Three independent experiments were conducted, each one testing separately baclofen, CGP7930, or GS39783. In each experiment, mice were divided into six independent groups of n = 14–18 mice each. Mice were fasted 1 h before administration of baclofen, CGP7930, or GS39783. Locomotor activity sessions were conducted as follows: mice were (a) treated with baclofen, CGP7930, or GS39783, (b) exposed to the motility cage for 60 min (this initial, adaptation phase was expected to provide relatively low baseline levels of spontaneous locomotor activity at the time of nicotine treatment, i.e., a desirable condition to amplify the stimulant effect of nicotine), (c) removed and treated with nicotine, and (d) re-exposed to the motility cage for a final 20-min period. Locomotor activity counts over the period preceding nicotine administration provided baseline levels. Mice from each homecage were randomly allocated to the different experimental groups and tested simultaneously. Mice were exposed to the test cage only once. At the end of each trial, the test cage was cleaned thoroughly.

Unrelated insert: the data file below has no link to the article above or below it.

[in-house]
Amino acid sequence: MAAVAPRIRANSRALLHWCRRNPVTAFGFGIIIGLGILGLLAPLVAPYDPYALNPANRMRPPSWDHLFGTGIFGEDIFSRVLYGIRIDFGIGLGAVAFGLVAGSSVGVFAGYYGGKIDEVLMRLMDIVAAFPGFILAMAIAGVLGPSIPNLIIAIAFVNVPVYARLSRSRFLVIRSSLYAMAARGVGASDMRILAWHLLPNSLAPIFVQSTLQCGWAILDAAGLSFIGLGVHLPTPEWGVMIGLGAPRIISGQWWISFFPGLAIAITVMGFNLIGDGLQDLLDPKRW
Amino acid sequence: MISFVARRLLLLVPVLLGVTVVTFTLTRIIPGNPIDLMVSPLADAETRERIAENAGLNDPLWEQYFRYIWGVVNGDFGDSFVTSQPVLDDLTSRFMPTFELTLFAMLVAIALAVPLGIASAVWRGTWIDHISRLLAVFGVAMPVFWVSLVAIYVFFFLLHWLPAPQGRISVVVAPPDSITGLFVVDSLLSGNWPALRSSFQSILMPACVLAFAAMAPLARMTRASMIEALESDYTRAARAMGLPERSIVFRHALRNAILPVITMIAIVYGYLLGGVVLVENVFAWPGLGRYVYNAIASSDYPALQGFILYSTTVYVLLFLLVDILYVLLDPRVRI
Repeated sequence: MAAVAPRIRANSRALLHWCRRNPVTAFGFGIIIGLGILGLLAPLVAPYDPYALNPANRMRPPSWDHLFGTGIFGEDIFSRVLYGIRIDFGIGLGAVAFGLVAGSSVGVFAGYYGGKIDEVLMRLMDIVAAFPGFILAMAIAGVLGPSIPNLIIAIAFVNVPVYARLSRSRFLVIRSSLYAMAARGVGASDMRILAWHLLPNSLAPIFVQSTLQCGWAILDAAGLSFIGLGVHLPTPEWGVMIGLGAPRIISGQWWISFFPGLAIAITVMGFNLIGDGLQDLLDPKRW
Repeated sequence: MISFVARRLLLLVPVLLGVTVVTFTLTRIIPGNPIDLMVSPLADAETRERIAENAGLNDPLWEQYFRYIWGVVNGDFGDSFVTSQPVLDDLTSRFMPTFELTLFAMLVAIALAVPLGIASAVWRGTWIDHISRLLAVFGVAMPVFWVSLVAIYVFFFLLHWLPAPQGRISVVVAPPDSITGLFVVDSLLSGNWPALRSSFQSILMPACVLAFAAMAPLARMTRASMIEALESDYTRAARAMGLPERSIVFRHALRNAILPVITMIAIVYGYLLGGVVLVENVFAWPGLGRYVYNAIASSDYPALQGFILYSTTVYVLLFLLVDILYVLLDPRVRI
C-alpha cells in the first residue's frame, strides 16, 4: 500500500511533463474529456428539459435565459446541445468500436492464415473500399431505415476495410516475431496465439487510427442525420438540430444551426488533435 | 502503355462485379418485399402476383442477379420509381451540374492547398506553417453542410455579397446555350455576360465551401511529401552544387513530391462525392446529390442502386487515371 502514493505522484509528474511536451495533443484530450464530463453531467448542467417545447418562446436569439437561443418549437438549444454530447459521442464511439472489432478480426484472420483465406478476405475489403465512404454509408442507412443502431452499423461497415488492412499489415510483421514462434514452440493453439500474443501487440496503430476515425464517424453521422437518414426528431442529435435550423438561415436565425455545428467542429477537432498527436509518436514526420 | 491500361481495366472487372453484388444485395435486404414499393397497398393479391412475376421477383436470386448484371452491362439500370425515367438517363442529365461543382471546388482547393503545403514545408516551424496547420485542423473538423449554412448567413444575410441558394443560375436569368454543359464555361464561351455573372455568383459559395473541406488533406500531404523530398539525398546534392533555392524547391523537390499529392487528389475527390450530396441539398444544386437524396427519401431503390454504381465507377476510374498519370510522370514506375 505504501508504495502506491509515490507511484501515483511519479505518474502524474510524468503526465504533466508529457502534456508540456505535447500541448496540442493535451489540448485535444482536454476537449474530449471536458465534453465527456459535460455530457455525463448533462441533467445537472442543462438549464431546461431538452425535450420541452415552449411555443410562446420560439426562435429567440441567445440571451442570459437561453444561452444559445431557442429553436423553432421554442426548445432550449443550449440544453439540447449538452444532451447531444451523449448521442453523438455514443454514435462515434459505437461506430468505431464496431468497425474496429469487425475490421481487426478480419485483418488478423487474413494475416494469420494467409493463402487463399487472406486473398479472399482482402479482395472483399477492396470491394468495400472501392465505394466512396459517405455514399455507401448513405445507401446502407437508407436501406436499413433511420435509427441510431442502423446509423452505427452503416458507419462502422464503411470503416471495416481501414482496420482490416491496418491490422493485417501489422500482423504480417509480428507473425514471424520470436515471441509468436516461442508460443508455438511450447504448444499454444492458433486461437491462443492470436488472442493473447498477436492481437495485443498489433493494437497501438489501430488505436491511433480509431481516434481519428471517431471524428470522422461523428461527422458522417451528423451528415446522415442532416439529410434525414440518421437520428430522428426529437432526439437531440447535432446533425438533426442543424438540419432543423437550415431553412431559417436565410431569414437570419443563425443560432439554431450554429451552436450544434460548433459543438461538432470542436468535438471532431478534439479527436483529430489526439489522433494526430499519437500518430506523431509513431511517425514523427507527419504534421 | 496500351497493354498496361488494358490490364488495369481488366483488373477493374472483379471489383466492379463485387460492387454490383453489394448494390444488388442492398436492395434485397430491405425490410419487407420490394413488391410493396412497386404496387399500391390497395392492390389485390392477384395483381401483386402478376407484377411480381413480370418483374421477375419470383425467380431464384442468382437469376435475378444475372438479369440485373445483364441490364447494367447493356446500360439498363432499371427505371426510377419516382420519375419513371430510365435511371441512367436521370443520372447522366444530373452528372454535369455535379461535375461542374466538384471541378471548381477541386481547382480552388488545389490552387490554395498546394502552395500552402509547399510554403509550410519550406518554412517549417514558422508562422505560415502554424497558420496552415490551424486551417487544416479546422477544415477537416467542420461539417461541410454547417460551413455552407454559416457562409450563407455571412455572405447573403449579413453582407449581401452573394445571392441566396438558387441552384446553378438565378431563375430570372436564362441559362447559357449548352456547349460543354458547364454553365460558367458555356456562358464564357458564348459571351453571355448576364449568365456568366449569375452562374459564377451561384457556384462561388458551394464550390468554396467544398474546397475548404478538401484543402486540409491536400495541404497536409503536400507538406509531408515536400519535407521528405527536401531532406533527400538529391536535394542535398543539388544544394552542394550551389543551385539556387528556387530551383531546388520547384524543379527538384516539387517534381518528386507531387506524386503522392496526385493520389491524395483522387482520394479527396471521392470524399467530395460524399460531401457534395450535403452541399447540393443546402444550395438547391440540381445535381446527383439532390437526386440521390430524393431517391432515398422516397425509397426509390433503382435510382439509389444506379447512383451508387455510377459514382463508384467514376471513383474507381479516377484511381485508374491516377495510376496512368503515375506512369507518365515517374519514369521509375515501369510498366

Baclofen (Novartis, Basel, Switzerland) was dissolved in saline and administered at the doses of 0, 1.25, and 2.5 mg/kg. Baclofen was administered intraperitoneally as this route of administration has consistently been used in most of the studies testing its anti-nicotine effects (e.g., Paterson et al., 2004; Le Foll et al., 2008; Fattore et al., 2009). CGP7930 (synthesized by WF) was dissolved in a 4:1:15 mixture containing Cremophor EL, 1,2-propanediol, and distilled water and administered at the doses of 0, 25, and 50 mg/kg. GS39783 (synthesized by CM, SP, and FC) was suspended in distilled water with a few drops of Tween 80 and administered at the doses of 0, 25, and 50 mg/kg. CGP7930 and GS39783 were administered intragastrically as this route of administration has consistently been used in most of the studies testing their anti-nicotine effects (e.g., Mombereau et al., 2007; Paterson et al., 2008; Vlachou et al., 2011). Nicotine (tartrate salt; Sigma, Milan, Italy) was dissolved in saline and administered subcutaneously at the doses of 0 and 0.05 mg/kg (expressed as free base). Nicotine dose, route of administration, and time of locomotor activity recording after nicotine injection were chosen on the basis of preliminary results and literature data (e.g., Freeman et al., 1987; Kita et al., 1988; Kim and Kim, 1999) as the most appropriate to detect nicotine-induced hyperactivity in mice. Injection volume was 12.5 ml/kg for all drugs.